Global shakiness may mean local opportunity

MANSFIELD­ –  Since the end of World War II, the United States has kept world shipping lanes safe and allowed foreign companies to compete for domestic business in hopes of encouraging peace and prosperity.

But “that model is fracturing,” said Andrew R. Thomas, associate professor of marketing and international business at the University of Akron, in a Friday speech to Richland County business leaders at a Regional Manufacturing Coalition event.

Americans have gradually become displeased with its high cost and low return on investment, leading many to look more inward, Thomas said.

Republican presidential candidate Donald Trump appeals to a large group of people who believe the U.S. should close its borders and focus inward, and if he is elected, it’s clear where U.S. policy will go. If Democrat Hillary Clinton is elected president, the shift will slow. But “it doesn’t stop the trend,” Thomas said.

“If we disengage … it doesn’t really impact us. The rest of the world, however, is freaked out,” fearing that the U.S. will increase tariffs and taxes on incoming goods, and concerned that other nations will have to bolster their military defenses to fend off traditional enemies, he said.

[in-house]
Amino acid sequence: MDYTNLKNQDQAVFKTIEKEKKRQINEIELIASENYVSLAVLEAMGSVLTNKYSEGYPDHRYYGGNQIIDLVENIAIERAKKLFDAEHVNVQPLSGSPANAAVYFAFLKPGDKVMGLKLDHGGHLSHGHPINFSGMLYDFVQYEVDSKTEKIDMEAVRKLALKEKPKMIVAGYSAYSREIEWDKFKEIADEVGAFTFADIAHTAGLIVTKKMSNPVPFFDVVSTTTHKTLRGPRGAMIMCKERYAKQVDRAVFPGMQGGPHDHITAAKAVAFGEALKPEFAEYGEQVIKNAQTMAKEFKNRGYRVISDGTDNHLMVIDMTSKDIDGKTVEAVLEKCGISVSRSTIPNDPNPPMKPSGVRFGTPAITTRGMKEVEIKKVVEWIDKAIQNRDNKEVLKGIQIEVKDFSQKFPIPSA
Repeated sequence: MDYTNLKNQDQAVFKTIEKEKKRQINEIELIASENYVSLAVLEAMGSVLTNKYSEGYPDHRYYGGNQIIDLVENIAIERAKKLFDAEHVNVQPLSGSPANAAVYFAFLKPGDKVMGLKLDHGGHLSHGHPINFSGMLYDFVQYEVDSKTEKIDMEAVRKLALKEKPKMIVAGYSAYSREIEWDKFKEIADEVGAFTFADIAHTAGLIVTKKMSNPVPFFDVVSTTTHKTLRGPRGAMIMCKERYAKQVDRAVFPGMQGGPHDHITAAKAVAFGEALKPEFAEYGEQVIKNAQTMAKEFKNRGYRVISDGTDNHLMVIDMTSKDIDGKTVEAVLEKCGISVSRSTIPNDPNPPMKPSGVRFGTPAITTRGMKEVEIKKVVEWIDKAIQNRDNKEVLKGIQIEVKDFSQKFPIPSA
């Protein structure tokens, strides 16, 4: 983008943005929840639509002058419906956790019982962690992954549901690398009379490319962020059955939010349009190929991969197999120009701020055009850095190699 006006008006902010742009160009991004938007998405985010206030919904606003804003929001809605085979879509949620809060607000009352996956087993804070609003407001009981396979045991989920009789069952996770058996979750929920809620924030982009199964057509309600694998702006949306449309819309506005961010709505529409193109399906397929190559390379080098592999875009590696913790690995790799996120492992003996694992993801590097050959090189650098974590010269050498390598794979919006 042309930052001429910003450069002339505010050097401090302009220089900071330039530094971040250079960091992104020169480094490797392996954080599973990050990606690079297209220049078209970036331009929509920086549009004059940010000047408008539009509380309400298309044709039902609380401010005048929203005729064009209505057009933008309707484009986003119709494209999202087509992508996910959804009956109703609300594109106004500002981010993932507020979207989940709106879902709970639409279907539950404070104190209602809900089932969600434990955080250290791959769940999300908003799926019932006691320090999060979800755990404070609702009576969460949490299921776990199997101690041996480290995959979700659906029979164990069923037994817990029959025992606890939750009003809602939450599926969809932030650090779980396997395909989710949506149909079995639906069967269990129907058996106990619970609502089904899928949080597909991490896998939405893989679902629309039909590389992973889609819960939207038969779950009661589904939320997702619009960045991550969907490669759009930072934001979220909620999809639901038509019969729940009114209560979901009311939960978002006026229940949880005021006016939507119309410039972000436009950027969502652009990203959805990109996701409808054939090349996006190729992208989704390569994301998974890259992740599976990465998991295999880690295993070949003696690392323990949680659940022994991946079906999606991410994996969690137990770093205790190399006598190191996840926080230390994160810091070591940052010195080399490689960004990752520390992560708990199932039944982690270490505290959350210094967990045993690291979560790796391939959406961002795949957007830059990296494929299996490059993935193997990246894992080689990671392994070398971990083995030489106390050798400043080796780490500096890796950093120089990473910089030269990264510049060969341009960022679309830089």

Thomas and Robert Schmidt, growth and innovation staffers for the Manufacturing Advocacy and Growth Network in Cleveland, gave their take on trends that could affect trade and sales.

Both speakers see opportunities for manufacturers who look for opportunities in global and domestic trends, and “innovate” to provide products that will be in heavier demand.

Thomas said he’s skeptical of dire warnings about the future. “I’m bullish about the U.S. economy,” he said.

The U.S. economy has grown for 15 consecutive decades, since 1870. That’s considerably longer than Great Britain, which had five decades, Japan with four, and China with two, he said.

Only about 15 percent of the U.S. economy is tied to international trade, while 70 percent is tied to consumer spending.

“That tells us that about 15 percent of all global economy on the planet is tied to the U.S. consumer,” Thomas said.

That’s why global recessions are tied to decisions by American consumers to stop or slow their spending, he said.

“You cannot overestimate the importance of the size of the U.S. economy,” Thomas said.

One opportunity for local manufacturers is in the area of global military equipment. “There will be wars and rumors of wars, going forward,” Thomas said.

Local manufacturers also were advised to pay close attention to age demographics, to find products needed by baby boomers as they retire and millennials as they begin to spend more heavily.

Richland County has 55 manufacturing firms which has sales of $3 million of more, the speakers noted.

lmartz@gannett.com
419-521-7229
Twitter: @MNJmartz

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